I Know What You Read Last Summer

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It’s the middle of August and the summer season is almost over. Goodbye to having your toes in the sand; goodbye to having your hands on the beach bar ordering a fishbowl from the bronze bartender; goodbye playing volleyball on the beach; goodbye to the summer sun making sure your skin isn’t pale. This is a tough time of year, but enjoy it while it lasts.

Before you move back to school or start staying in on the weekends, enjoy the rest of the summertime on the beach (or in your backyard) with a last minute summer read to keep you dreaming of the sun!

  • Crazy Rich Asians, by Kevin Kwan
    Uproarious, addictive, and filled with jaw-dropping opulence,
    Crazy Rich Asians is an insider’s look at the Asian Jetset; a perfect depiction of the clash between old money and new money; between Overseas Chinese and Mainland Chinese; and a fabulous novel about what it means to be young, in love, and gloriously, crazily rich.
  • The Island, by Victoria Hislop
    A richly enchanting novel of lives and loves unfolding against the backdrop of the Mediterranean during World War II, The Island is an enthralling story of dreams and desires, of secrets desperately hidden, and or leprosy’s touch on an unforgettable family.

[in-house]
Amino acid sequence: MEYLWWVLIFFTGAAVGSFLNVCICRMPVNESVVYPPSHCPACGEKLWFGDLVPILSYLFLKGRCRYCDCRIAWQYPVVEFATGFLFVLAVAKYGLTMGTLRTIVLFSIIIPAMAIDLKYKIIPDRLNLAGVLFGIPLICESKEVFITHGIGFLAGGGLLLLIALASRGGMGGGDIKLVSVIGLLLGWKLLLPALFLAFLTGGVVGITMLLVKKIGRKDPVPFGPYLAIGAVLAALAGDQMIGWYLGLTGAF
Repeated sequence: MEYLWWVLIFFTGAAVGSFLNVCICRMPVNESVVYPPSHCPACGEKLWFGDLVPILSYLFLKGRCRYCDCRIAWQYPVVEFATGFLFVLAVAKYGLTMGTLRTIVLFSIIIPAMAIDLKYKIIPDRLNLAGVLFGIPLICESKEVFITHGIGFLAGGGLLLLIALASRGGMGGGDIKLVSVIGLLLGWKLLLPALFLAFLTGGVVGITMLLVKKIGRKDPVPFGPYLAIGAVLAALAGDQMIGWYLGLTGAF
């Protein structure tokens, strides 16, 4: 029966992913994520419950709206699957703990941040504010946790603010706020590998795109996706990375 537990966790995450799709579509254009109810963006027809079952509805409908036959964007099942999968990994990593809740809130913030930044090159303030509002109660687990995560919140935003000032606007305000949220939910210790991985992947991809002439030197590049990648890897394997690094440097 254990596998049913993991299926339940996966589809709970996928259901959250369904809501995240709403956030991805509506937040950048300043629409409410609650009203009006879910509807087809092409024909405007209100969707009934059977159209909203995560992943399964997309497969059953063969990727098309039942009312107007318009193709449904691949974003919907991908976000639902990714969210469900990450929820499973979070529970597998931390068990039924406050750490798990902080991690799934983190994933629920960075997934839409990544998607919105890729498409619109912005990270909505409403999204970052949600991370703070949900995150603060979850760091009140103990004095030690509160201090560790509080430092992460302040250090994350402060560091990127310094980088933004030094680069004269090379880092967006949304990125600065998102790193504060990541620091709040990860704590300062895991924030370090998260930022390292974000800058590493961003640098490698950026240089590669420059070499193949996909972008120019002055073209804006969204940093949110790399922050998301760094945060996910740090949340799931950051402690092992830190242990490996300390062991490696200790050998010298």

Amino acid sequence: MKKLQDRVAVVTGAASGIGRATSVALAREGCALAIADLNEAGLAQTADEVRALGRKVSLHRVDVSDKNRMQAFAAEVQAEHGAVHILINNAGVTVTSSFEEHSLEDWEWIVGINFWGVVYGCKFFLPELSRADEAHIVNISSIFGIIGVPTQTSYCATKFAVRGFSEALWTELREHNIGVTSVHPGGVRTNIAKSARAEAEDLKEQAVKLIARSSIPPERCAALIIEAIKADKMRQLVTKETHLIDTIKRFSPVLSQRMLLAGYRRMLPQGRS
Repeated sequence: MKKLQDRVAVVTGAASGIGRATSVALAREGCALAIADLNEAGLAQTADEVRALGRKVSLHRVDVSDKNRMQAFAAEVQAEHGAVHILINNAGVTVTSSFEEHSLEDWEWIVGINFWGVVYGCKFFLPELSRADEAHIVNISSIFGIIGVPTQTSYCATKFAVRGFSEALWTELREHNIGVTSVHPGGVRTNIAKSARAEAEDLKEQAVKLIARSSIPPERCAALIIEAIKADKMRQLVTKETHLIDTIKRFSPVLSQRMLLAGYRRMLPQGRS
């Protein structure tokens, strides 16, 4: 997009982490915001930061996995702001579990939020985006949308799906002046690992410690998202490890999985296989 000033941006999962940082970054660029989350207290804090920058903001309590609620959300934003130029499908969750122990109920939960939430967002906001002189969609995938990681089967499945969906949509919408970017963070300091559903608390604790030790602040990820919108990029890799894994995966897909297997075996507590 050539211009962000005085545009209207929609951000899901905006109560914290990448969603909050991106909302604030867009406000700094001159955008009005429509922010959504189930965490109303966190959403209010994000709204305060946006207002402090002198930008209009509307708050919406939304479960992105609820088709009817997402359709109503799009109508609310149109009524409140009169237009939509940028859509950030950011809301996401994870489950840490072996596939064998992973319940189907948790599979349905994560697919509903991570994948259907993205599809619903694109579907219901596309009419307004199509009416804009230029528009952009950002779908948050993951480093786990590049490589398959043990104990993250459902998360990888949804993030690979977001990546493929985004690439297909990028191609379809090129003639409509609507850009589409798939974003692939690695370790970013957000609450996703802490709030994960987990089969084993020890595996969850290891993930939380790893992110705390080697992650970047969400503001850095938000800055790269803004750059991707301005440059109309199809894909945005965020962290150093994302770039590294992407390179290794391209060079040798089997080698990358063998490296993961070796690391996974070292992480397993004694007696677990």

• Truly Madly Guilty, by Liane Moriarty
    In Truly Madly Guilty, Liane Moriarty takes on the foundations [of] our lives: marriage, sex, parenthood, and friendship. She shows how guilt can expose the fault lines in the most seemingly strong relationships, how what we don’t say can be more powerful than what we do, and how sometimes it is the most innocent of moments that can do the greatest harm.
  • The Girls, by Emma Cline
    Northern California, during the violent end of the 1960s. At the start of summer, a lonely and thoughtful teenager, Evie Boyd, sees a group of girls in the park, and is immediately caught by their freedom, their careless dress, their dangerous aura of abandon. Soon, Evie is in thrall to Suzanne, a mesmerizing older girl, and is drawn into the circle of a soon-to-be infamous cult and the man who is its charismatic leader. Hidden in the hills, their sprawling ranch is eerie and run down, but to Evie, it is exotic, thrilling, charged—a place where she feels desperate to be accepted. As she spends more time away from her mother and the rhythms of her daily life, and as her obsession with Suzanne intensifies, Evie does not realize she is coming closer and closer to unthinkable violence.
  • The Strings of Murder, by Oscar de Muriel
    1888: a violinist is brutally murdered in his Edinburgh home. Fearing a national panic over a copycat Jack the Ripper, Scotland Yard sends Inspector Ian Frey. Frey reports to Detective “Nine-Nails” McGray, local legend and exact opposite of the foppish English inspector. McGray’s tragic past has driven him to superstition, but even Frey must admit that this case seems beyond belief…
  • The Fireman, by Joe Hill
    In the desperate season to come, as the world burns out of control, Harper must learn the Fireman’s secrets before her life—and that of her unborn child—goes up in smoke.

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